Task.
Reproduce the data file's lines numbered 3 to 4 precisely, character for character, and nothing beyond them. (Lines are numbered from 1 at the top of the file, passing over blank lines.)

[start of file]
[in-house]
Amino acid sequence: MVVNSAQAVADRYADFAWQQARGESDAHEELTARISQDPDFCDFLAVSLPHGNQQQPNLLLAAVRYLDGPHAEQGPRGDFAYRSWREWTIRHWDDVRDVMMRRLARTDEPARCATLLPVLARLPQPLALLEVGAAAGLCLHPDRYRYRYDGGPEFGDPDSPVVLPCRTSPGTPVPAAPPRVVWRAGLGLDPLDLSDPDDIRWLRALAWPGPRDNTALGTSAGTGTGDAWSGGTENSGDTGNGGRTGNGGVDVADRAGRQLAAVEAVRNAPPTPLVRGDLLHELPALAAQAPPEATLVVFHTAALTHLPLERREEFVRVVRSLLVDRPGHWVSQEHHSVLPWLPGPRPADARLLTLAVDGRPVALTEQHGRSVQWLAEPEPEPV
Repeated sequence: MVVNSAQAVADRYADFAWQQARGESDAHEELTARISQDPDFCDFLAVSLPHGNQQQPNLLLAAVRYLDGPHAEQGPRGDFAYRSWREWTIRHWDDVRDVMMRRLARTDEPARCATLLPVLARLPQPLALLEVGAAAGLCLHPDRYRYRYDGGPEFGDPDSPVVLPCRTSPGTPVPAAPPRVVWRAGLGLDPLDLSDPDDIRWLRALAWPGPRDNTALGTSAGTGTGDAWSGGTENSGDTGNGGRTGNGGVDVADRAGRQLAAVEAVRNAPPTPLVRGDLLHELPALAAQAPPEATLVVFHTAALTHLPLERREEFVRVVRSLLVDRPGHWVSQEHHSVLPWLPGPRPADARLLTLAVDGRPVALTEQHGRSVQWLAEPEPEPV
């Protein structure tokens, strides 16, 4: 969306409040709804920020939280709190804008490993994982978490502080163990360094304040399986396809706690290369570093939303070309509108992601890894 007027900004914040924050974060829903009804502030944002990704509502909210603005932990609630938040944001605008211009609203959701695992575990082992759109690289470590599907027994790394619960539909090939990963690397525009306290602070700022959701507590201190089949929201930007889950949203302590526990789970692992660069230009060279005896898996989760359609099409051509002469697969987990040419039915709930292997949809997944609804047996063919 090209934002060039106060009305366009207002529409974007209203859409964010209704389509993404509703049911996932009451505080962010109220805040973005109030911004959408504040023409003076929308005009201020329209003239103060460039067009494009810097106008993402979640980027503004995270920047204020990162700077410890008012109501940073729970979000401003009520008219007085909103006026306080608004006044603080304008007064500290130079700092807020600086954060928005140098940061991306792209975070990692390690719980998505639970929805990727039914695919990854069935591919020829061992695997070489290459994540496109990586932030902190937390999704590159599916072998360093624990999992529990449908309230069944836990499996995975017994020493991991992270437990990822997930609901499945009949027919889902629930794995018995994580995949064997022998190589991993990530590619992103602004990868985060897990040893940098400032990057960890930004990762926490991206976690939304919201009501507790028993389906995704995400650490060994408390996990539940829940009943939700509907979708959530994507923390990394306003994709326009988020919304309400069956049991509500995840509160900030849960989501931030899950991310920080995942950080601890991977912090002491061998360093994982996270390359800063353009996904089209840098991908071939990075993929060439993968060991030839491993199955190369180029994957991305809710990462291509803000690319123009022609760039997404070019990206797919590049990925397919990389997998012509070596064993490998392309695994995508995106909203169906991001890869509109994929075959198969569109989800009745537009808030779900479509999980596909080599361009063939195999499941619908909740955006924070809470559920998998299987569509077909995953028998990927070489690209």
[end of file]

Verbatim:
Repeated sequence: MVVNSAQAVADRYADFAWQQARGESDAHEELTARISQDPDFCDFLAVSLPHGNQQQPNLLLAAVRYLDGPHAEQGPRGDFAYRSWREWTIRHWDDVRDVMMRRLARTDEPARCATLLPVLARLPQPLALLEVGAAAGLCLHPDRYRYRYDGGPEFGDPDSPVVLPCRTSPGTPVPAAPPRVVWRAGLGLDPLDLSDPDDIRWLRALAWPGPRDNTALGTSAGTGTGDAWSGGTENSGDTGNGGRTGNGGVDVADRAGRQLAAVEAVRNAPPTPLVRGDLLHELPALAAQAPPEATLVVFHTAALTHLPLERREEFVRVVRSLLVDRPGHWVSQEHHSVLPWLPGPRPADARLLTLAVDGRPVALTEQHGRSVQWLAEPEPEPV
């Protein structure tokens, strides 16, 4: 969306409040709804920020939280709190804008490993994982978490502080163990360094304040399986396809706690290369570093939303070309509108992601890894 007027900004914040924050974060829903009804502030944002990704509502909210603005932990609630938040944001605008211009609203959701695992575990082992759109690289470590599907027994790394619960539909090939990963690397525009306290602070700022959701507590201190089949929201930007889950949203302590526990789970692992660069230009060279005896898996989760359609099409051509002469697969987990040419039915709930292997949809997944609804047996063919 090209934002060039106060009305366009207002529409974007209203859409964010209704389509993404509703049911996932009451505080962010109220805040973005109030911004959408504040023409003076929308005009201020329209003239103060460039067009494009810097106008993402979640980027503004995270920047204020990162700077410890008012109501940073729970979000401003009520008219007085909103006026306080608004006044603080304008007064500290130079700092807020600086954060928005140098940061991306792209975070990692390690719980998505639970929805990727039914695919990854069935591919020829061992695997070489290459994540496109990586932030902190937390999704590159599916072998360093624990999992529990449908309230069944836990499996995975017994020493991991992270437990990822997930609901499945009949027919889902629930794995018995994580995949064997022998190589991993990530590619992103602004990868985060897990040893940098400032990057960890930004990762926490991206976690939304919201009501507790028993389906995704995400650490060994408390996990539940829940009943939700509907979708959530994507923390990394306003994709326009988020919304309400069956049991509500995840509160900030849960989501931030899950991310920080995942950080601890991977912090002491061998360093994982996270390359800063353009996904089209840098991908071939990075993929060439993968060991030839491993199955190369180029994957991305809710990462291509803000690319123009022609760039997404070019990206797919590049990925397919990389997998012509070596064993490998392309695994995508995106909203169906991001890869509109994929075959198969569109989800009745537009808030779900479509999980596909080599361009063939195999499941619908909740955006924070809470559920998998299987569509077909995953028998990927070489690209």